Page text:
For nearly four decades, a quality education based on the United States curriculum has been available in Kuwait, thanks to the American School of Kuwait (ASK).
Originally established in the early 1960s by expats seeking a school to which they themselves could relate, ASK continues to provide students – both foreign and Kuwaiti, alike – with an education similar to one found in any school in the U.S.
For example, extra-curricular activities, such as sports, jazz band, debate team, theater, and model United Nations, complete the ASK student's well-rounded education that fosters critical thinking, integrity and intellectual curiosity. Here, however, notable differences can be seen in obligatory courses like Religion (for Muslims) and Special Religion and Arabic as a Foreign Language (for non Muslims).
The Middle States Association of College and Secondary Schools accredited ASK in 1971 and the school enjoys recognition and support from the U.S. Embassy. “The U.S. Government either owns a school or associates with a school in every country around the world, and here they are associated with ASK,” explains Wael A. Abdul Ghafoor, owner.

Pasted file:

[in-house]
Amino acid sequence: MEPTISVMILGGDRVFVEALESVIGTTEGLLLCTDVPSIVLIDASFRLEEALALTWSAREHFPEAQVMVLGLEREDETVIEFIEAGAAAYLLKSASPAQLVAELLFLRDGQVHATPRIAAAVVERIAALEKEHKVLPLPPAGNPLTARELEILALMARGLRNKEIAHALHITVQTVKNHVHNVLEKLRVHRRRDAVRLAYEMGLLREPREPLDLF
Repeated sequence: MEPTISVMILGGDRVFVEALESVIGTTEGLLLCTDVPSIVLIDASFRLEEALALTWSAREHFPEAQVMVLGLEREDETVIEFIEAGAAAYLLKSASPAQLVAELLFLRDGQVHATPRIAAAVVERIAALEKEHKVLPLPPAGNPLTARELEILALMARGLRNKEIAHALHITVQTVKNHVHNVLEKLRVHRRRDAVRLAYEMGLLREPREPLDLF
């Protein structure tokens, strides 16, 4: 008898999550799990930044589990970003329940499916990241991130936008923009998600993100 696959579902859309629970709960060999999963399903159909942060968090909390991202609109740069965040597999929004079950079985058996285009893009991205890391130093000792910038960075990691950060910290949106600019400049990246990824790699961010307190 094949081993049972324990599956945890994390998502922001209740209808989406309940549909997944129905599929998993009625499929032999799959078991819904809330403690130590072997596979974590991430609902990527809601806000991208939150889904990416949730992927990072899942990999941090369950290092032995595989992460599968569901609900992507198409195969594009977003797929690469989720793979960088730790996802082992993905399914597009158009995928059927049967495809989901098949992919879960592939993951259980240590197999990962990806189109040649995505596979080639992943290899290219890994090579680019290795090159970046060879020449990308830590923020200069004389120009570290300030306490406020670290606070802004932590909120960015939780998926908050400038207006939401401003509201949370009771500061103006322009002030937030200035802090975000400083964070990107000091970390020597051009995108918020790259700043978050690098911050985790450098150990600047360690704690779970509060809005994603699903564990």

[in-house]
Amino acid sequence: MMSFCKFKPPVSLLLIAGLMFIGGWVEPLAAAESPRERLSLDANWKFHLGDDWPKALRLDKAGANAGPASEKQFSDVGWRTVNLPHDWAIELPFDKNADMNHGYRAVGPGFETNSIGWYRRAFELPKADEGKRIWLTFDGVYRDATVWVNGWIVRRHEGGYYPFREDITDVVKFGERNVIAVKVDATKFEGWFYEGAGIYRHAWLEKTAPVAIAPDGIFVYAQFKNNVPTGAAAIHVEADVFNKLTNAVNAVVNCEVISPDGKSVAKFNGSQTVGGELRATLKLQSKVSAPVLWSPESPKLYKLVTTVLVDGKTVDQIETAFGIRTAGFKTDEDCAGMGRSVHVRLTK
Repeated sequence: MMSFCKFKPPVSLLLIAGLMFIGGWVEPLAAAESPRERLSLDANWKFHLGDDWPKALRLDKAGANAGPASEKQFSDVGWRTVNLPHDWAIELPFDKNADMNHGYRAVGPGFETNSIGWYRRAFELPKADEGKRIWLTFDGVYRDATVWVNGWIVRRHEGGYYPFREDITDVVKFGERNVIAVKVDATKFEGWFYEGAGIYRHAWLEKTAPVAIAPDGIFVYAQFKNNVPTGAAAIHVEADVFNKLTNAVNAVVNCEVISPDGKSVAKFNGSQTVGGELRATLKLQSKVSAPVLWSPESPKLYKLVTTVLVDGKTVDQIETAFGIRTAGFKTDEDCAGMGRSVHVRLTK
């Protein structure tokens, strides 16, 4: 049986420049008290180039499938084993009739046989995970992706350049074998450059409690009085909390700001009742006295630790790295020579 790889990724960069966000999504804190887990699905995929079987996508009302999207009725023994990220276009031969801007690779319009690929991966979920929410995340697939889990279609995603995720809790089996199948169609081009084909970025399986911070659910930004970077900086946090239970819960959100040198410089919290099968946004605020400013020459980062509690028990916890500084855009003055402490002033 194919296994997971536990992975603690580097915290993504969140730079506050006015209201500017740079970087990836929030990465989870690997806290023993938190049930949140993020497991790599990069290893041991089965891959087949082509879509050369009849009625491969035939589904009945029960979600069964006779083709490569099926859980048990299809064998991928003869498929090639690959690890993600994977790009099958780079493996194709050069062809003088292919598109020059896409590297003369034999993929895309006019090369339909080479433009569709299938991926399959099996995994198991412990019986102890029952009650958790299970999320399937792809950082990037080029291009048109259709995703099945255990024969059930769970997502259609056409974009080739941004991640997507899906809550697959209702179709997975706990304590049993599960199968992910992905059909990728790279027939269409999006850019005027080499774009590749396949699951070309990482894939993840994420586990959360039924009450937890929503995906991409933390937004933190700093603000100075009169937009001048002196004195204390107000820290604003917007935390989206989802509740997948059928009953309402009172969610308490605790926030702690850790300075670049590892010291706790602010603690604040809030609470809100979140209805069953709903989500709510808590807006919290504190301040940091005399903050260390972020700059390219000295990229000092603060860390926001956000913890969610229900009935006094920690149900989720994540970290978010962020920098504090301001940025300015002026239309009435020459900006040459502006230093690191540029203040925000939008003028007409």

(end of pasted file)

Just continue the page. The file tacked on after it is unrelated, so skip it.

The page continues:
|“The U.S. Government either owns a school or associates with a school in every country around the world, and here they are associated with ASK.” |
Wael A. Abdul Ghafoor,Owner of the American School of Kuwait
ASK has more than 1,800 students in its Child Development Center (kindergarten), elementary, middle and high schools. And as would be expected in an American-styled school, nearly all (95%) teachers are from the U.S. Indeed, ASK recruits specially from North America, although it also sends representatives to recruitment fairs in Australia, New Zealand, Dubai and England.
The school is one of Kuwait's most prestigious, with children of some of the country's most successful business and political leaders enrolled, and its graduates choose to continue their American curriculum education through college. According to Mr. Ghafoor, 90% of ASK graduates go on to study at American universities and colleges, while “the other 10% have started to go to Kuwait because we have an American university here in Kuwait and there are other American universities in neighboring countries like Lebanon and the Emirates.”
Mr. Ghafoor, a former student at ASK, took charge of the school after his father – who stepped up in 1972 to prevent the school's closing – passed it down to him in 1994. He is also a co-founder of the American University of Kuwait.